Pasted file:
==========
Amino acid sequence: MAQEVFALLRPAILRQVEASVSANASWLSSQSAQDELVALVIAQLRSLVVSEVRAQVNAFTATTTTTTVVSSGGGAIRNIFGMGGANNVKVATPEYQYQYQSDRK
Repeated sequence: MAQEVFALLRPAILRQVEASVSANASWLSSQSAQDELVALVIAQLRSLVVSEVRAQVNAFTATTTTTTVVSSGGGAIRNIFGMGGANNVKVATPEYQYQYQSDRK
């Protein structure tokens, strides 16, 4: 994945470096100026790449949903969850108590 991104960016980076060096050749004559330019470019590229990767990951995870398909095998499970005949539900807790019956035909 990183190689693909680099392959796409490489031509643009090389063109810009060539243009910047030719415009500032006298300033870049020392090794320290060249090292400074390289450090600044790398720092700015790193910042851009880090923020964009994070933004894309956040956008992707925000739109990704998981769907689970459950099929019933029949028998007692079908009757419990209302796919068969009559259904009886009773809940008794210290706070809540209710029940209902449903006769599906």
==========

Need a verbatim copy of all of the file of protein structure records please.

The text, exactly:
Amino acid sequence: MAQEVFALLRPAILRQVEASVSANASWLSSQSAQDELVALVIAQLRSLVVSEVRAQVNAFTATTTTTTVVSSGGGAIRNIFGMGGANNVKVATPEYQYQYQSDRK
Repeated sequence: MAQEVFALLRPAILRQVEASVSANASWLSSQSAQDELVALVIAQLRSLVVSEVRAQVNAFTATTTTTTVVSSGGGAIRNIFGMGGANNVKVATPEYQYQYQSDRK
């Protein structure tokens, strides 16, 4: 994945470096100026790449949903969850108590 991104960016980076060096050749004559330019470019590229990767990951995870398909095998499970005949539900807790019956035909 990183190689693909680099392959796409490489031509643009090389063109810009060539243009910047030719415009500032006298300033870049020392090794320290060249090292400074390289450090600044790398720092700015790193910042851009880090923020964009994070933004894309956040956008992707925000739109990704998981769907689970459950099929019933029949028998007692079908009757419990209302796919068969009559259904009886009773809940008794210290706070809540209710029940209902449903006769599906």